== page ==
The University of New Mexico’s Mentoring Institute hosts its 10th Annual Mentoring Conference Oct. 23-27. Titled, “A Decade of Cultivating an Inclusive Mentoring Community: Developmental Networks for Innovation, Achievement, and Transformation,” the five-day conference will be held in the UNM Student Union Building.

The Mentoring Institute aims to host a broad constituency, including divisions of higher education, academic researchers, educators, community leaders, administrators, non-profit partners, government agencies, and other professionals.

The Annual Mentoring Conference features 12 keynote, plenary, and round table sessions, three pre-conference workshops (master sessions), one poster session, and more than 300 individual/panel presentations.

Registration is now open for this year’s conference.

Several of the Mentoring Conference’s plenary speakers and their topics, include:

Maggie Werner Washburne
Maggie Werner Washburne
  • “Embracing Who We Are: The Significance of Narrative in Successful Mentoring and Inclusion,” Maggie Werner-Washburne - University of New Mexico - In thinking about decades of mentoring, Werner-Washburne has come to believe that mentoring success comes from the two-way conversation, a sharing of narratives between mentor and mentee. When we think of “what stuck” in what we gave a mentee and what they gave us, it is usually the story of each person that we remember. So, as mentors, it is incumbent on us to spend time remembering our personal narratives, pulling out the lessons from our experiences, and thinking more deeply about “our” story.  

    Each of us has a second, physical narrative. It is in the DNA in every cell that contains sequences from all our ancestors. Each of us is the physical embodiment of a successful human lineage, so, in a real sense, we ARE our family stories and the unknown stories of ancestors whose survival was key to our story today.       
    Tammy Allen
    Tammy Allen
  • “Mentoring that Matters: Using the Power of Mentoring to Help Veteran Transitions,” Tammy Allen - University of South Florida - With an estimated average of 200,000 talented and experienced military members transitioning from the military to the civilian workplace each year, U.S. companies and organizations have responded in concerted fashion to assist with this transition and take advantage of this strong source of talent.

    Veterans adjusting to the civilian workplace culture face a number of challenges such as different levels of uniformity and formality in language, dress, conduct, etc. Allen will be reviewing the features of mentoring programs designed to help veterans with this transition and their potential for impact for the veteran workforce population.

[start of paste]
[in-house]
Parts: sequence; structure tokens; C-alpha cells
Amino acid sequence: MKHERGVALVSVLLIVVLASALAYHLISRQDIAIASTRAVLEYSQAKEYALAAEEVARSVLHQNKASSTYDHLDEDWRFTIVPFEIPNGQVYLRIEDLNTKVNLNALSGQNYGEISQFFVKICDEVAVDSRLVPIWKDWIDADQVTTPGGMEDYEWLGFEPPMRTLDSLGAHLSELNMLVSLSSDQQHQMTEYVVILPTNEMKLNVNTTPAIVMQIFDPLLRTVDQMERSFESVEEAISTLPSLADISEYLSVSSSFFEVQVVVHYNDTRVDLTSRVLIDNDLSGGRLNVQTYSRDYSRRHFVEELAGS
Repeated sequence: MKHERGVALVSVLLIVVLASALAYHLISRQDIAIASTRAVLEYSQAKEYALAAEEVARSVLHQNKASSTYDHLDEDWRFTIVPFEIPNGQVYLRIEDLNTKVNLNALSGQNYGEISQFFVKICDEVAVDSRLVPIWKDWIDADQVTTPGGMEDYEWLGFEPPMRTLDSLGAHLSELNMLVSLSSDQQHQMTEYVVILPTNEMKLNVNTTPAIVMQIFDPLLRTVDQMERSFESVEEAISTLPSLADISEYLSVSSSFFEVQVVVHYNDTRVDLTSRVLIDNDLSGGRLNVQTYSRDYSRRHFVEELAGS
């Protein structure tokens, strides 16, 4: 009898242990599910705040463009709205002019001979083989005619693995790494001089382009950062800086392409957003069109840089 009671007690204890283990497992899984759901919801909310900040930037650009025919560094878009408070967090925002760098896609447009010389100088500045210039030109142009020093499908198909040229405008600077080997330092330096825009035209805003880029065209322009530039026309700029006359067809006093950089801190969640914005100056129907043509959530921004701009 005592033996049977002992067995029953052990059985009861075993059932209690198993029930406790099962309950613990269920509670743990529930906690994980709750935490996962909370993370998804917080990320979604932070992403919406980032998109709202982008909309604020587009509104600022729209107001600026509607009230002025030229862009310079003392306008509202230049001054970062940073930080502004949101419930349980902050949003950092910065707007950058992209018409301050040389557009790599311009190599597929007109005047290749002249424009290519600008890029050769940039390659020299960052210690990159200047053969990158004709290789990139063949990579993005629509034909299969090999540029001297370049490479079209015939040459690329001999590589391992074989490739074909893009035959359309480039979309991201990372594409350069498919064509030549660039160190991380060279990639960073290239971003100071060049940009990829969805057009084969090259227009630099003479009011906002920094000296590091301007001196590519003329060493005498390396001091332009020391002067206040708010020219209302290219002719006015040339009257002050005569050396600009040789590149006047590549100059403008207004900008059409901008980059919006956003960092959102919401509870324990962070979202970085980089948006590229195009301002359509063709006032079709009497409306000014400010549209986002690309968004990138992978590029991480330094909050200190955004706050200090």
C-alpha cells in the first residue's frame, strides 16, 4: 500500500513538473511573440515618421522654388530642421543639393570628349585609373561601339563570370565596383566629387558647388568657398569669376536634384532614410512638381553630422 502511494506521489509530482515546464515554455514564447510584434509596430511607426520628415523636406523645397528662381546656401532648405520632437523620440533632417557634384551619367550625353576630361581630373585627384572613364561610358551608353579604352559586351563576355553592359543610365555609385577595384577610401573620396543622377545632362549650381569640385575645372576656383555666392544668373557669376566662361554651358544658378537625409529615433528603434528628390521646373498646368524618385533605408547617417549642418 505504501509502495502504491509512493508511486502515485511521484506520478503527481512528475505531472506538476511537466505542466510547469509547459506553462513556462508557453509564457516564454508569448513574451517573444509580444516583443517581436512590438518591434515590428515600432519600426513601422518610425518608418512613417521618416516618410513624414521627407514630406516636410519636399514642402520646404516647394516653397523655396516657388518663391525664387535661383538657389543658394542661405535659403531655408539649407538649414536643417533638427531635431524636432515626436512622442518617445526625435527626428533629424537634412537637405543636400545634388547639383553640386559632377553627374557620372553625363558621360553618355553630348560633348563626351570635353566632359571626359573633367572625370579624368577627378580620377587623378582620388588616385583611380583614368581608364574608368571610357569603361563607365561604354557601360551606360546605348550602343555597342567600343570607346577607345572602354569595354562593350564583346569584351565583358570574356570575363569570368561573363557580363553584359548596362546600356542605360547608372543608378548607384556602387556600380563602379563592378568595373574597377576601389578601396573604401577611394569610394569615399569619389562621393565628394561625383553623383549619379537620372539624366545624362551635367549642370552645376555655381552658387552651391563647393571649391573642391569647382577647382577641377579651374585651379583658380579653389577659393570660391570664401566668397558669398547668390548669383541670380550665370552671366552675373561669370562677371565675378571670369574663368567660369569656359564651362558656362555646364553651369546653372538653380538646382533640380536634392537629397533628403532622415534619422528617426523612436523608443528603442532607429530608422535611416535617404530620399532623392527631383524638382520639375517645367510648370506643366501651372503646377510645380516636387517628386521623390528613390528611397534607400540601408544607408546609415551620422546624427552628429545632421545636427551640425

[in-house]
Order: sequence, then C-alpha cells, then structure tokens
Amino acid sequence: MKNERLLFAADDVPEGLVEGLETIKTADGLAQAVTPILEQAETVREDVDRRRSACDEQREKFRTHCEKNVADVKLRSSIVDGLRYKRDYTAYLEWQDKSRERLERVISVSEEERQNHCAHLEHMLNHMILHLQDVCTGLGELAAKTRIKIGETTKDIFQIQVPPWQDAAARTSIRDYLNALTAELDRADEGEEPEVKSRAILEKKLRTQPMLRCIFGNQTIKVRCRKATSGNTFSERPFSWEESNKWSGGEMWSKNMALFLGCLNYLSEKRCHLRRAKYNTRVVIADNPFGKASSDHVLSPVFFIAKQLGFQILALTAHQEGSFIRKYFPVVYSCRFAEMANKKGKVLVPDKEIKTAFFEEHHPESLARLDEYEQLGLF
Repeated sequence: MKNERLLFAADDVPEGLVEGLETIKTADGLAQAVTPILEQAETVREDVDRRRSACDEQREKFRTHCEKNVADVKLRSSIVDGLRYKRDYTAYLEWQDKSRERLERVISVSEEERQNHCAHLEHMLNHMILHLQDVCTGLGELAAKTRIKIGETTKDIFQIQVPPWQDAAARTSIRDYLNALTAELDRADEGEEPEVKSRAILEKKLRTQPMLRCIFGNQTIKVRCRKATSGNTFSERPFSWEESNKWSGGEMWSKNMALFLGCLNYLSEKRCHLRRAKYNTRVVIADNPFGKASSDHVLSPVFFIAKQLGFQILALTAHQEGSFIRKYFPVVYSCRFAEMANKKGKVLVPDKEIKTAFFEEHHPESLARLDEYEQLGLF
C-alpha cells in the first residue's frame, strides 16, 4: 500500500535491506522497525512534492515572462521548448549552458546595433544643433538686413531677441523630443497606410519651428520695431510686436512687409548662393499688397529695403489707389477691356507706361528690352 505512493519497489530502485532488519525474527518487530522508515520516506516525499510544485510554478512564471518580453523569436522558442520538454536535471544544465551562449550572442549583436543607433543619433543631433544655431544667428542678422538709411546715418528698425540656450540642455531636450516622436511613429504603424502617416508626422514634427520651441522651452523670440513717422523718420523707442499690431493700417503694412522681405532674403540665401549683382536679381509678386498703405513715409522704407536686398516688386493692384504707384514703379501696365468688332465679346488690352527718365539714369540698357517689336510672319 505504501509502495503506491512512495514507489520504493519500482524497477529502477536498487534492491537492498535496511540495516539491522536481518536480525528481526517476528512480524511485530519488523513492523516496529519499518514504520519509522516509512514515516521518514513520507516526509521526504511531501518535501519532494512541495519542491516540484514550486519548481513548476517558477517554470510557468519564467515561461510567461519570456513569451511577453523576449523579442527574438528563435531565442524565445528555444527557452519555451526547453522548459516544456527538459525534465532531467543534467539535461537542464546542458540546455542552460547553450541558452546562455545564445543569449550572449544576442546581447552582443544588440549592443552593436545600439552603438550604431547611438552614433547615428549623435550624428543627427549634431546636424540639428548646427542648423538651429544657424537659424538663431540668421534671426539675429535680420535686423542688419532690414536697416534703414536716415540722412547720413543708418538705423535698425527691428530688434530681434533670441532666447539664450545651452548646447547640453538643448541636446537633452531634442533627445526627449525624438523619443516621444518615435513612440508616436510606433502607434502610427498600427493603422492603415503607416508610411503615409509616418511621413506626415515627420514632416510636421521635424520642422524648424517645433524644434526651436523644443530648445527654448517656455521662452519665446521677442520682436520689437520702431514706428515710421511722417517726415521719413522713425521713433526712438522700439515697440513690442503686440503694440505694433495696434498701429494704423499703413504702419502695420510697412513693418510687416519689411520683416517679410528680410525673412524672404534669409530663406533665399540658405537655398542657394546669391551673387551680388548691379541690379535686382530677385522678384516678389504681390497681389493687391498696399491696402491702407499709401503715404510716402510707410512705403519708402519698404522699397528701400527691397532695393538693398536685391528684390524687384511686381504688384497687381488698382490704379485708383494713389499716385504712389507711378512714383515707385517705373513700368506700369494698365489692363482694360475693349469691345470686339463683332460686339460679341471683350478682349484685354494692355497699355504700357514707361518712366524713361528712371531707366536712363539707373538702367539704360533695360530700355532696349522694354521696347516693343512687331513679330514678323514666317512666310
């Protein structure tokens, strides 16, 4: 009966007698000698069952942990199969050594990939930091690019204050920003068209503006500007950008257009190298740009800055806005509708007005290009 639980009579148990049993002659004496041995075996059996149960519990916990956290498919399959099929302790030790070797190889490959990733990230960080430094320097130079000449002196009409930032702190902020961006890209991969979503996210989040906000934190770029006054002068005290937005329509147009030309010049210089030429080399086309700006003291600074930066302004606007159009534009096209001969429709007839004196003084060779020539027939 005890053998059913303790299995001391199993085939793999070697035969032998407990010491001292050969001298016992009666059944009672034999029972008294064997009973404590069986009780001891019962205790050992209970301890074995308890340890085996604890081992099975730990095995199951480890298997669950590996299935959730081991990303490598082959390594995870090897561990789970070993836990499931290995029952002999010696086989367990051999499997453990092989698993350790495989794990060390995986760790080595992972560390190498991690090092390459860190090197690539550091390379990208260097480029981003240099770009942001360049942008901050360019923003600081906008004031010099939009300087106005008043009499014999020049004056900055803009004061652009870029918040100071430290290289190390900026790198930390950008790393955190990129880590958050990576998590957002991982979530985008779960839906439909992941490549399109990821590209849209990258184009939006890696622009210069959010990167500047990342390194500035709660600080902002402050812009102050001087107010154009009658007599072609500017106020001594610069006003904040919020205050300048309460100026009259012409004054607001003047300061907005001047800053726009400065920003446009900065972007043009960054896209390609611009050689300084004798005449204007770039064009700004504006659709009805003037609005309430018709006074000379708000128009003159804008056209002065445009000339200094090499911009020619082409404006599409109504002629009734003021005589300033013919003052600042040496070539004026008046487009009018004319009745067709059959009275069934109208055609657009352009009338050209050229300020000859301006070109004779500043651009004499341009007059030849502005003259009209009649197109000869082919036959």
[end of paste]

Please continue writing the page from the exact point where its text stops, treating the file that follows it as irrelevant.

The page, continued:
Ann Betz
    Ann Betz
  • “This is your Brain on Mentoring: The Neuroscience of Creating the Optimal State for Receptive Engagement,” Ann Betz - co-founder of BEabove Leadership and an international speaker and trainer - Betz served as the neuroscience consultant to The Coaches Training Institute (CTI) for many years, and provides neuroscience, leadership and coaching consulting to many other corporations and non-profits, including the International Coach Federation (ICF). Betz will explore how to more effectively put others’ brains in an open, receptive state where learning and change can occur.

    In this fun and lively plenary session, neuroscience and human development expert Ann Betz will take you through current research on the neuroscience of connection and engagement, exploring how we can more effectively put others’ brains in an open, receptive state where learning and change can occur. She will share her insights about the intersection of coaching and mentoring, and how some of the simple, yet classic tools of professional coaching are highly useful in creating the kind of brain response where the client or mentee is at their most creative, open and capable. 

To view the conference schedule, visit the Mentoring Institute’s overview. For a list of all speakers, visit Conference speakers.

Last year’s Mentoring conference attracted more than 600 mentoring researchers and practitioners with 86 percent of attendees either faculty, staff or students from higher education. Other attendees included professionals and practitioners from health care, government, non-profit, and business organizations.

The Mentoring Institute develops, coordinates and integrates research and training activities in mentoring best practices at the University of New Mexico (UNM). Through the application of instructional design standards, the Institute provides training and certification services for a diverse array of staff, faculty and students, in a centralized effort to recruit, train and develop qualified mentors for the University, the City of Albuquerque and the greater New Mexico community.

To register, visit Conference registration